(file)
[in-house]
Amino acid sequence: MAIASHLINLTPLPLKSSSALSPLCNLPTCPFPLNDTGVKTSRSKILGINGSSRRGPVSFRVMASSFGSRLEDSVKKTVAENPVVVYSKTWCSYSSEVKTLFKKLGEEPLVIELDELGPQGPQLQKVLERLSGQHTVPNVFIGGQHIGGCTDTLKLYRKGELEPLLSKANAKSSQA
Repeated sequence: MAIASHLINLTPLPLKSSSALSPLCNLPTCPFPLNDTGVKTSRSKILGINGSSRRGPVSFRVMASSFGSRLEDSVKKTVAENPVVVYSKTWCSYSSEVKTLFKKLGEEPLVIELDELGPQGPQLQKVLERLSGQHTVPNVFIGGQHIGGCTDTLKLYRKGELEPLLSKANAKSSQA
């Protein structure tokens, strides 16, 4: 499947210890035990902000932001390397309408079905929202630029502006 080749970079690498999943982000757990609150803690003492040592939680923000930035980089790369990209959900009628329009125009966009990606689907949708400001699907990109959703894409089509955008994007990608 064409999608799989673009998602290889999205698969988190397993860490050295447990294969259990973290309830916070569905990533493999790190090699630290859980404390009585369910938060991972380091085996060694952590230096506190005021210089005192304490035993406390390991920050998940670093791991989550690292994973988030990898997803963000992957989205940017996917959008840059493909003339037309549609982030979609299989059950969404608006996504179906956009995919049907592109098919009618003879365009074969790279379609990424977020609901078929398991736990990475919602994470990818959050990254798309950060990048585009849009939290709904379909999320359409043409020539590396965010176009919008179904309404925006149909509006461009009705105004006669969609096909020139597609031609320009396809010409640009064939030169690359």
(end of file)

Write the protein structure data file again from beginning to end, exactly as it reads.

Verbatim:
[in-house]
Amino acid sequence: MAIASHLINLTPLPLKSSSALSPLCNLPTCPFPLNDTGVKTSRSKILGINGSSRRGPVSFRVMASSFGSRLEDSVKKTVAENPVVVYSKTWCSYSSEVKTLFKKLGEEPLVIELDELGPQGPQLQKVLERLSGQHTVPNVFIGGQHIGGCTDTLKLYRKGELEPLLSKANAKSSQA
Repeated sequence: MAIASHLINLTPLPLKSSSALSPLCNLPTCPFPLNDTGVKTSRSKILGINGSSRRGPVSFRVMASSFGSRLEDSVKKTVAENPVVVYSKTWCSYSSEVKTLFKKLGEEPLVIELDELGPQGPQLQKVLERLSGQHTVPNVFIGGQHIGGCTDTLKLYRKGELEPLLSKANAKSSQA
């Protein structure tokens, strides 16, 4: 499947210890035990902000932001390397309408079905929202630029502006 080749970079690498999943982000757990609150803690003492040592939680923000930035980089790369990209959900009628329009125009966009990606689907949708400001699907990109959703894409089509955008994007990608 064409999608799989673009998602290889999205698969988190397993860490050295447990294969259990973290309830916070569905990533493999790190090699630290859980404390009585369910938060991972380091085996060694952590230096506190005021210089005192304490035993406390390991920050998940670093791991989550690292994973988030990898997803963000992957989205940017996917959008840059493909003339037309549609982030979609299989059950969404608006996504179906956009995919049907592109098919009618003879365009074969790279379609990424977020609901078929398991736990990475919602994470990818959050990254798309950060990048585009849009939290709904379909999320359409043409020539590396965010176009919008179904309404925006149909509006461009009705105004006669969609096909020139597609031609320009396809010409640009064939030169690359």